We’ve all played “plugin roulette” at some point in time or another, and it catches all of us by surprise when it backfires. You know you’ve done it. I know you’ve done it – downloaded a plugin and installed it without thinking of the possible consequences and preparing for them. Or you might have updated plugins you already have just by using the “update all” option.
If this is not you, congratulations, you are one of the lucky ones. Plugins can do really strange things to your website, up to, and including, taking it down completely. I call it “plugin roulette” for a reason – sooner or later you will loose. In this post, we’re going to talk about how to prepare to install updates to WordPress and plugins, and what to do when things go awry.
Backup, Backup, Backup
If you do not already have a backup solution for your website that includes storage in multiple places (cloud, download and on the site), get one. We find our clients do well with BackupBuddy, from Ithemes. Backing up your site regularly is a must. Things can and do go wrong. Having multiple copies of your site in different places ensures that at a bare minimum, you will be able to restore your site from the backup in the case of a catastrophic failure. Before you make any changes in the functionality of WordPress (installing plugins, updating WordPress or plugins), always do a full backup.
Choose your plugins wisely.
In this post, we talked about how to choose your WordPress plugin when looking through the plugin database. It is important to screen your plugins for quality, as most of them are free, and supported at the will of the developer.
Installing/ updating plugins
Install or update your plugins one at a time. After each install or update, take the time to test the functionality of the new plugin and the general site before moving to the next plugin. This way, if you have problems, you know which plugin is causing it. If it does break, you can use your backup solution to restore the folder for that plugin for a quick fix. You will eventually have to get the update working or replace the functionality if you want to keep it. Which leads me to…..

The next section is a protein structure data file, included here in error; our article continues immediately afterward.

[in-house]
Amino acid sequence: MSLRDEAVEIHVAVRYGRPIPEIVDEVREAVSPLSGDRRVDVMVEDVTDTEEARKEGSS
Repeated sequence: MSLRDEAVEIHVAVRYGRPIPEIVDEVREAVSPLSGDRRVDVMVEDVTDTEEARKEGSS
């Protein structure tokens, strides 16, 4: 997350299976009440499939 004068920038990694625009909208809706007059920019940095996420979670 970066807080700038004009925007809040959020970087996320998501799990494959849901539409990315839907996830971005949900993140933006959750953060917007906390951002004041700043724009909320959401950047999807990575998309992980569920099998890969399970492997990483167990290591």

Troubleshooting a bad plugin install
There are two major causes for a plugin to cause the site to malfunction, conflict with another plugin, or conflict with the current WordPress theme. There are other reasons, but they are beyond the scope of a single post (We’ll look into this type of thing later).
- Plugin conflict. A plugin conflict can be found by disabling all the plugins except for the new one. If at this point in time, something is still wrong, move to #2. If things are now working, find the conflicting plugin by turning the plugins back on, one at a time, until it breaks again. Once it does, you have found the conflict! Now you can make an executive decision to find another plugin to replace one of the two that don’t behave, enlist help from a pro, or just forgo one of them.
- Theme conflict. If things are still broken with all the other plugins disabled, there’s a good chance it’s conflicting with the them. At this point I might suggest finding a replacement plugin, but if you are already attached, or curious to see if it is your theme, read on.
- To see if your new plugin is conflicting with your theme, just temporarily switch themes. Don’t be afraid when things don’t look right (at all). At this point, all we are worried about is if the plugin works in a different theme. If it does, then you have your conflict. If it doesn’t, you have a plugin that isn’t functioning correctly – time to find a replacement!
Obviously, this post doesn’t and can’t contain a complete and comprehensive troubleshooting guide, but if you’re newer to the platform, this can give you a start in being confident in managing your own site. Chime in in the comments section if you have any horror stories of Plugin Roulette gone wrong.